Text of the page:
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Growing grain for food is more energy efficient

Using productive farmland to grow crops for food instead of fuel is more energy efficient, Michigan State University scientists concluded, after analyzing 17 years' worth of data to help settle the food versus fuel debate.

According to Ilya Gelfand, an MSU postdoctoral researcher and lead author of the study, it is 36% more efficient to grow grain for food than for fuel.
 
"The ideal is to grow corn for food, then leave half the leftover stalks and leaves on the field for soil conservation and produce cellulosic ethanol with the other half."
 
Other studies have looked at energy efficiencies for crops over shorter time periods, but this MSU study is the first to consider energy balances of an entire cropping system over many years.
 
The results are published in the April 19 online issue of the journal Environmental Science & Technology.
 
No till performs best
The scientists compared the energy inputs and outputs of producing corn, soybeans and wheat grown using four systems: conventional tillage, no-till, low chemical input and organic, and then using all harvested plant material for either food or biofuel production.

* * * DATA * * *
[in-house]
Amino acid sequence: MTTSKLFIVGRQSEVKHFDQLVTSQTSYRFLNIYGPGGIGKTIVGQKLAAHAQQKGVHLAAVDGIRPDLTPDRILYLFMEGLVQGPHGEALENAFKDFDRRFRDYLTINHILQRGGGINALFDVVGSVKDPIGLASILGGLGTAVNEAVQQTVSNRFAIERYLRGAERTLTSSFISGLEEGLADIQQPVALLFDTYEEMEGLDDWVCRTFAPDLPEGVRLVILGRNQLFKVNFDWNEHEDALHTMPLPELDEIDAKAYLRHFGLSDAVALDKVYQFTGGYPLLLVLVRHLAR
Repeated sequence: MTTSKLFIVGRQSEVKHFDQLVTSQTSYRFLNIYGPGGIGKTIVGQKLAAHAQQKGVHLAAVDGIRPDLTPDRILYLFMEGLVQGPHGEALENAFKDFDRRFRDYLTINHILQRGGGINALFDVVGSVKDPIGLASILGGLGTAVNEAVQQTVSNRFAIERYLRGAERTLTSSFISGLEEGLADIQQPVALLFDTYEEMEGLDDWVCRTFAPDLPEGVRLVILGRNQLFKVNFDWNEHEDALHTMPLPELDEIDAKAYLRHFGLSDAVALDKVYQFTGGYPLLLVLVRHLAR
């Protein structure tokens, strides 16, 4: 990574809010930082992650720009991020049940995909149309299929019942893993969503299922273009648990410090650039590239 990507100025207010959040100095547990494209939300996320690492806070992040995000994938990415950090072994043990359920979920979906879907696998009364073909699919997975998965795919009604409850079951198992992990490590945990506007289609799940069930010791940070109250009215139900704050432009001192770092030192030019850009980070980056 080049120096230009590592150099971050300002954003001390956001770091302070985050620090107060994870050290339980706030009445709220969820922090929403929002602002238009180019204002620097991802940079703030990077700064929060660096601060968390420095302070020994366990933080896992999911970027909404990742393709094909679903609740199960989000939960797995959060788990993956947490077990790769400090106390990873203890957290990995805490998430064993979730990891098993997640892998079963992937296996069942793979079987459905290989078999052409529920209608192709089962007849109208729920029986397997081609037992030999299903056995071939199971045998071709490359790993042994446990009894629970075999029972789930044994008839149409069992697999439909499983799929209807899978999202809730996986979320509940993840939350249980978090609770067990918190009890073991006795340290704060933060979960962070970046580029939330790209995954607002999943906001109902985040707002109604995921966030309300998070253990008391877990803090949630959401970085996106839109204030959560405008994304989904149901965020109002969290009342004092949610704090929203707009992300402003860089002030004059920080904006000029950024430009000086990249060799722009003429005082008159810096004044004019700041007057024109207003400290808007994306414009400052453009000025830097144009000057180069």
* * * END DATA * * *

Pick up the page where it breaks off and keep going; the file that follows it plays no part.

They also looked at energy balances for growing alfalfa, an important forage plant that can be used either for biofuel or for beef cattle feed.
 
The analysis showed that using no-till production to grow grain for food was the most energy-efficient system for food or fuel production. Avoiding ploughing with no-till management reduces tractor fuel use during production.
 
Producing a kilogram of corn for human food provides more energy than converting the corn to either ethanol by processing or to meat by feeding it to animals.
 
Growing alfalfa for biofuel is 60% more efficient than using it as cattle feed, according to the study.
 
 

Dick Ziggers

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